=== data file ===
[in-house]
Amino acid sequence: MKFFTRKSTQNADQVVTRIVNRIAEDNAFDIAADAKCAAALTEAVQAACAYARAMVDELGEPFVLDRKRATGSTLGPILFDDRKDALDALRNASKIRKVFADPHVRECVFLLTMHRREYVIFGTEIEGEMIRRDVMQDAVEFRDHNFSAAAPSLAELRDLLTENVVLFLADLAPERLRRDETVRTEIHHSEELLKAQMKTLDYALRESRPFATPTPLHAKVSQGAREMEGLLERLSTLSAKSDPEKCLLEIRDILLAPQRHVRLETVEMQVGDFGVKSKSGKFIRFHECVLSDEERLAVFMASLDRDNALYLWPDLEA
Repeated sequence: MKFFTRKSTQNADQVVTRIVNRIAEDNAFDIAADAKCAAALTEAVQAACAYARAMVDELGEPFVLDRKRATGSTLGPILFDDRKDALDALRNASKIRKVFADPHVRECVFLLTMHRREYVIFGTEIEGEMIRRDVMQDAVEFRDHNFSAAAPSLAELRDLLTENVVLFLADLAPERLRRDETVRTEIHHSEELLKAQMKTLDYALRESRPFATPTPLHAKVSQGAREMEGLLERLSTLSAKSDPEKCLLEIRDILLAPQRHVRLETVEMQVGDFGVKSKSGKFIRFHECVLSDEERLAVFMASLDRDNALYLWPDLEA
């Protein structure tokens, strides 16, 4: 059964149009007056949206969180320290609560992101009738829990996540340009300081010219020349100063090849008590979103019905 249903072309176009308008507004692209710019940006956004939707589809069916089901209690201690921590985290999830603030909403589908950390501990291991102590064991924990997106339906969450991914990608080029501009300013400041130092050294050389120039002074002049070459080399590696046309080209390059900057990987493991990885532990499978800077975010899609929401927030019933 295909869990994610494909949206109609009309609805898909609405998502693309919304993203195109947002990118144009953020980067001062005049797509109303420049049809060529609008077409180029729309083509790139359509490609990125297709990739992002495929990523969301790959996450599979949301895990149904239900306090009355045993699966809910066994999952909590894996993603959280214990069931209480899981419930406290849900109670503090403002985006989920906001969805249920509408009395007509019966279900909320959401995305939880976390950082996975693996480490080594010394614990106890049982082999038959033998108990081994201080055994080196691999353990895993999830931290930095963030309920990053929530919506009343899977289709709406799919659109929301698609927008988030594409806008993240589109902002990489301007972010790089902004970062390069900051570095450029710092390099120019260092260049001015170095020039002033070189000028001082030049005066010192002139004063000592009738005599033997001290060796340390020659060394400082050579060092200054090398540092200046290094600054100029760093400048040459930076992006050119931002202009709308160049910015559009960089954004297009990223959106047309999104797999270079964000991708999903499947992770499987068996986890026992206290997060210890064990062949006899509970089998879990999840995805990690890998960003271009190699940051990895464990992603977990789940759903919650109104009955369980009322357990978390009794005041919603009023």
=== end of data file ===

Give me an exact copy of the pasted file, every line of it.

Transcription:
[in-house]
Amino acid sequence: MKFFTRKSTQNADQVVTRIVNRIAEDNAFDIAADAKCAAALTEAVQAACAYARAMVDELGEPFVLDRKRATGSTLGPILFDDRKDALDALRNASKIRKVFADPHVRECVFLLTMHRREYVIFGTEIEGEMIRRDVMQDAVEFRDHNFSAAAPSLAELRDLLTENVVLFLADLAPERLRRDETVRTEIHHSEELLKAQMKTLDYALRESRPFATPTPLHAKVSQGAREMEGLLERLSTLSAKSDPEKCLLEIRDILLAPQRHVRLETVEMQVGDFGVKSKSGKFIRFHECVLSDEERLAVFMASLDRDNALYLWPDLEA
Repeated sequence: MKFFTRKSTQNADQVVTRIVNRIAEDNAFDIAADAKCAAALTEAVQAACAYARAMVDELGEPFVLDRKRATGSTLGPILFDDRKDALDALRNASKIRKVFADPHVRECVFLLTMHRREYVIFGTEIEGEMIRRDVMQDAVEFRDHNFSAAAPSLAELRDLLTENVVLFLADLAPERLRRDETVRTEIHHSEELLKAQMKTLDYALRESRPFATPTPLHAKVSQGAREMEGLLERLSTLSAKSDPEKCLLEIRDILLAPQRHVRLETVEMQVGDFGVKSKSGKFIRFHECVLSDEERLAVFMASLDRDNALYLWPDLEA
């Protein structure tokens, strides 16, 4: 059964149009007056949206969180320290609560992101009738829990996540340009300081010219020349100063090849008590979103019905 249903072309176009308008507004692209710019940006956004939707589809069916089901209690201690921590985290999830603030909403589908950390501990291991102590064991924990997106339906969450991914990608080029501009300013400041130092050294050389120039002074002049070459080399590696046309080209390059900057990987493991990885532990499978800077975010899609929401927030019933 295909869990994610494909949206109609009309609805898909609405998502693309919304993203195109947002990118144009953020980067001062005049797509109303420049049809060529609008077409180029729309083509790139359509490609990125297709990739992002495929990523969301790959996450599979949301895990149904239900306090009355045993699966809910066994999952909590894996993603959280214990069931209480899981419930406290849900109670503090403002985006989920906001969805249920509408009395007509019966279900909320959401995305939880976390950082996975693996480490080594010394614990106890049982082999038959033998108990081994201080055994080196691999353990895993999830931290930095963030309920990053929530919506009343899977289709709406799919659109929301698609927008988030594409806008993240589109902002990489301007972010790089902004970062390069900051570095450029710092390099120019260092260049001015170095020039002033070189000028001082030049005066010192002139004063000592009738005599033997001290060796340390020659060394400082050579060092200054090398540092200046290094600054100029760093400048040459930076992006050119931002202009709308160049910015559009960089954004297009990223959106047309999104797999270079964000991708999903499947992770499987068996986890026992206290997060210890064990062949006899509970089998879990999840995805990690890998960003271009190699940051990895464990992603977990789940759903919650109104009955369980009322357990978390009794005041919603009023």